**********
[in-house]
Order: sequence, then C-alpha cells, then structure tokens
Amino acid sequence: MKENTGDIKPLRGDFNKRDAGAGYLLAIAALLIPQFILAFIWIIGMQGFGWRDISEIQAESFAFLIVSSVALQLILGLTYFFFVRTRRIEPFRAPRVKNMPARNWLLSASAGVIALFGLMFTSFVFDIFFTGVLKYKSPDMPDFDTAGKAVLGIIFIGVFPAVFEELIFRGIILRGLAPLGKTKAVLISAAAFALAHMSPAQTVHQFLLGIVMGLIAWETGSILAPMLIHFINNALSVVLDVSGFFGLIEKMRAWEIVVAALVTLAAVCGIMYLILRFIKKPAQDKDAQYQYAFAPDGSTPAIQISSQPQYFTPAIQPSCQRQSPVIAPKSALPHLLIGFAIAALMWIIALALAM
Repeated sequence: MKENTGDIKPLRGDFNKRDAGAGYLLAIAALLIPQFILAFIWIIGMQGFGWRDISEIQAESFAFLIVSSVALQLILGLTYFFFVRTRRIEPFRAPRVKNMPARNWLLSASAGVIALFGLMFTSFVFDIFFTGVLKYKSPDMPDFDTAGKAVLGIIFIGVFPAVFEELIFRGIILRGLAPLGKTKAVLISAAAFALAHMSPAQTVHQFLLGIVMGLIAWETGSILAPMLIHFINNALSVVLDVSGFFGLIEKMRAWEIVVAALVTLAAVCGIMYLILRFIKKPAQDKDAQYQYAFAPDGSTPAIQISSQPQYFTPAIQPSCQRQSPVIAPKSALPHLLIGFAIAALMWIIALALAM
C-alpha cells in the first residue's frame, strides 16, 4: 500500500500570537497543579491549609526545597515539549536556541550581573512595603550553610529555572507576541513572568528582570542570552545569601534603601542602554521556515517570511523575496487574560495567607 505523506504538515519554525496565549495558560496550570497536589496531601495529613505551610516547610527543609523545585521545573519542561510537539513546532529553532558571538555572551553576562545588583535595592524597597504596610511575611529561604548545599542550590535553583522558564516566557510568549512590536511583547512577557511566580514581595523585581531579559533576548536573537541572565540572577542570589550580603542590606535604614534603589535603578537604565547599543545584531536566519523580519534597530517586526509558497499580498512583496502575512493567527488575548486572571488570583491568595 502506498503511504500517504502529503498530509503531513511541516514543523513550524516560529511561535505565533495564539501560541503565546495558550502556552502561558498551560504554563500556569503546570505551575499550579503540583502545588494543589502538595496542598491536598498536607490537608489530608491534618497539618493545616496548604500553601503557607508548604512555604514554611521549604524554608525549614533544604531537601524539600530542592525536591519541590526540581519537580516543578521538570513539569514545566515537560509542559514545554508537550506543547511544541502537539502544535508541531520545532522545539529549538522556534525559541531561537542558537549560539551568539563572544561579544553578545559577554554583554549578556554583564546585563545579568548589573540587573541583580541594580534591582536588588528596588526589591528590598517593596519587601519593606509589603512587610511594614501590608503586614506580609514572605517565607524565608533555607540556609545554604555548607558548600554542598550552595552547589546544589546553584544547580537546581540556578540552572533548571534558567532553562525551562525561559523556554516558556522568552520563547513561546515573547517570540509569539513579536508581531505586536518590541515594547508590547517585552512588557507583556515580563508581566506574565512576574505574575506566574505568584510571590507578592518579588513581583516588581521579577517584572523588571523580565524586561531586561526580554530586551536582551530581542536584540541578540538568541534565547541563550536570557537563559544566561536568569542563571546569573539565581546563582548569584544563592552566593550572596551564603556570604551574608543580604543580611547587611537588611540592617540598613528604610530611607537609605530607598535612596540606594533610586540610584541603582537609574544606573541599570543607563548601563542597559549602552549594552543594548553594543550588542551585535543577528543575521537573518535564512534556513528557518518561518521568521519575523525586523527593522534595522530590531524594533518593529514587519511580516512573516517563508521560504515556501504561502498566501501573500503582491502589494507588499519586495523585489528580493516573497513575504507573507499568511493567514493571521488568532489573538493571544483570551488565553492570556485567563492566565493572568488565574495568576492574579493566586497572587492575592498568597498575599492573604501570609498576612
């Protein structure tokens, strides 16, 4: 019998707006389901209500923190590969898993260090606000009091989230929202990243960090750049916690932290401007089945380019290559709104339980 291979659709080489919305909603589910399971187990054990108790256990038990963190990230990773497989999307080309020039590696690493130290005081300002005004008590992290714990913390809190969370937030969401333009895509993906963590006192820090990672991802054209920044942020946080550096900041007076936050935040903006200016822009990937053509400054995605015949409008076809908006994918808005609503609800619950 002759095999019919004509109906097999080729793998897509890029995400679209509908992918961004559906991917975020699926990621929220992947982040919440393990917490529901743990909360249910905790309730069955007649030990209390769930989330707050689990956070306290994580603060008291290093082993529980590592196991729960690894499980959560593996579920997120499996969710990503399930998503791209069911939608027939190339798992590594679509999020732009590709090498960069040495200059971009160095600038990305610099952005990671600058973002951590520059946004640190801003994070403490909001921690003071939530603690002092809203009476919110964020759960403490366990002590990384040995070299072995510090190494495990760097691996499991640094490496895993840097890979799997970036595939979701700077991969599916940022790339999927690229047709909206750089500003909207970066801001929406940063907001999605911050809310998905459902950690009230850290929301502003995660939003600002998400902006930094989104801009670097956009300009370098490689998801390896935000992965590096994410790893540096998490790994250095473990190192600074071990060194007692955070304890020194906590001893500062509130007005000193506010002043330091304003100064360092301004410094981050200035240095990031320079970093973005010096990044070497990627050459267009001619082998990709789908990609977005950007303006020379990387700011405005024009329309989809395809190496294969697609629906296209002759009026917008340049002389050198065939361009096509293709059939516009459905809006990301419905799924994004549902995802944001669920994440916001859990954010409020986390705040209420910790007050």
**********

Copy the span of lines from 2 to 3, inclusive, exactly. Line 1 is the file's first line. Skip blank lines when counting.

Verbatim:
Order: sequence, then C-alpha cells, then structure tokens
Amino acid sequence: MKENTGDIKPLRGDFNKRDAGAGYLLAIAALLIPQFILAFIWIIGMQGFGWRDISEIQAESFAFLIVSSVALQLILGLTYFFFVRTRRIEPFRAPRVKNMPARNWLLSASAGVIALFGLMFTSFVFDIFFTGVLKYKSPDMPDFDTAGKAVLGIIFIGVFPAVFEELIFRGIILRGLAPLGKTKAVLISAAAFALAHMSPAQTVHQFLLGIVMGLIAWETGSILAPMLIHFINNALSVVLDVSGFFGLIEKMRAWEIVVAALVTLAAVCGIMYLILRFIKKPAQDKDAQYQYAFAPDGSTPAIQISSQPQYFTPAIQPSCQRQSPVIAPKSALPHLLIGFAIAALMWIIALALAM